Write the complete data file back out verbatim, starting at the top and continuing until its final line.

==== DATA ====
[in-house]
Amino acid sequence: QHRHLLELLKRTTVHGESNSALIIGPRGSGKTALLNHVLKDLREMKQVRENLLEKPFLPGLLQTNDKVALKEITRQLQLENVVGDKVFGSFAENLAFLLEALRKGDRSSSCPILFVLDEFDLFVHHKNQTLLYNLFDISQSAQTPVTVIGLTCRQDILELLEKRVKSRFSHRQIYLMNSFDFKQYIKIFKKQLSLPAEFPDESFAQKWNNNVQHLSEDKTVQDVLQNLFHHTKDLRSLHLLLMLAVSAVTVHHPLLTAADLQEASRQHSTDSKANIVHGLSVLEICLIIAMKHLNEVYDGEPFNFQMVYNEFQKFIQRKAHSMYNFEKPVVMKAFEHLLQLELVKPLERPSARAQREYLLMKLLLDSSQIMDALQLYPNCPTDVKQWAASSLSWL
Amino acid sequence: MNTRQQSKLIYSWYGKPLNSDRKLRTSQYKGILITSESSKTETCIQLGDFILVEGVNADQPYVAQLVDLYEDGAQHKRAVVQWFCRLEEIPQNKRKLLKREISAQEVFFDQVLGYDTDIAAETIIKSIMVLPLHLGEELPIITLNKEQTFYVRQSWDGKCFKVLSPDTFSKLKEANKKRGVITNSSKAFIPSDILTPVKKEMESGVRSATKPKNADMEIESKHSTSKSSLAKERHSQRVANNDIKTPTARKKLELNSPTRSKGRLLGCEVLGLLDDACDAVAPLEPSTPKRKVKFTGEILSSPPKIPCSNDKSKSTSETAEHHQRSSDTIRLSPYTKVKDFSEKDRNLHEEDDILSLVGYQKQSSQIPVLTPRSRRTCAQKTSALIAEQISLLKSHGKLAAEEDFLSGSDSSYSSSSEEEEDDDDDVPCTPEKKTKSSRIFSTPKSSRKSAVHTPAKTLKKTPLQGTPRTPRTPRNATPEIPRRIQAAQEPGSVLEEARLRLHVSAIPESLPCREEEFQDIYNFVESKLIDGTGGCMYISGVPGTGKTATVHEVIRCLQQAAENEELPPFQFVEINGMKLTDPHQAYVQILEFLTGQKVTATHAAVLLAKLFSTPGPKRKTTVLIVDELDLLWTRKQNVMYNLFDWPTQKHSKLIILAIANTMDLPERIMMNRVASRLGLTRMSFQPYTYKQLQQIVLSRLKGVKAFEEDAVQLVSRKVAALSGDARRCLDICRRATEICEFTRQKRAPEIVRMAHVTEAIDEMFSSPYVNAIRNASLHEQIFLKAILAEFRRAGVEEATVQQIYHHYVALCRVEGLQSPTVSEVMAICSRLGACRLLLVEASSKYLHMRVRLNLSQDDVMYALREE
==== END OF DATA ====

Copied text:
[in-house]
Amino acid sequence: QHRHLLELLKRTTVHGESNSALIIGPRGSGKTALLNHVLKDLREMKQVRENLLEKPFLPGLLQTNDKVALKEITRQLQLENVVGDKVFGSFAENLAFLLEALRKGDRSSSCPILFVLDEFDLFVHHKNQTLLYNLFDISQSAQTPVTVIGLTCRQDILELLEKRVKSRFSHRQIYLMNSFDFKQYIKIFKKQLSLPAEFPDESFAQKWNNNVQHLSEDKTVQDVLQNLFHHTKDLRSLHLLLMLAVSAVTVHHPLLTAADLQEASRQHSTDSKANIVHGLSVLEICLIIAMKHLNEVYDGEPFNFQMVYNEFQKFIQRKAHSMYNFEKPVVMKAFEHLLQLELVKPLERPSARAQREYLLMKLLLDSSQIMDALQLYPNCPTDVKQWAASSLSWL
Amino acid sequence: MNTRQQSKLIYSWYGKPLNSDRKLRTSQYKGILITSESSKTETCIQLGDFILVEGVNADQPYVAQLVDLYEDGAQHKRAVVQWFCRLEEIPQNKRKLLKREISAQEVFFDQVLGYDTDIAAETIIKSIMVLPLHLGEELPIITLNKEQTFYVRQSWDGKCFKVLSPDTFSKLKEANKKRGVITNSSKAFIPSDILTPVKKEMESGVRSATKPKNADMEIESKHSTSKSSLAKERHSQRVANNDIKTPTARKKLELNSPTRSKGRLLGCEVLGLLDDACDAVAPLEPSTPKRKVKFTGEILSSPPKIPCSNDKSKSTSETAEHHQRSSDTIRLSPYTKVKDFSEKDRNLHEEDDILSLVGYQKQSSQIPVLTPRSRRTCAQKTSALIAEQISLLKSHGKLAAEEDFLSGSDSSYSSSSEEEEDDDDDVPCTPEKKTKSSRIFSTPKSSRKSAVHTPAKTLKKTPLQGTPRTPRTPRNATPEIPRRIQAAQEPGSVLEEARLRLHVSAIPESLPCREEEFQDIYNFVESKLIDGTGGCMYISGVPGTGKTATVHEVIRCLQQAAENEELPPFQFVEINGMKLTDPHQAYVQILEFLTGQKVTATHAAVLLAKLFSTPGPKRKTTVLIVDELDLLWTRKQNVMYNLFDWPTQKHSKLIILAIANTMDLPERIMMNRVASRLGLTRMSFQPYTYKQLQQIVLSRLKGVKAFEEDAVQLVSRKVAALSGDARRCLDICRRATEICEFTRQKRAPEIVRMAHVTEAIDEMFSSPYVNAIRNASLHEQIFLKAILAEFRRAGVEEATVQQIYHHYVALCRVEGLQSPTVSEVMAICSRLGACRLLLVEASSKYLHMRVRLNLSQDDVMYALREE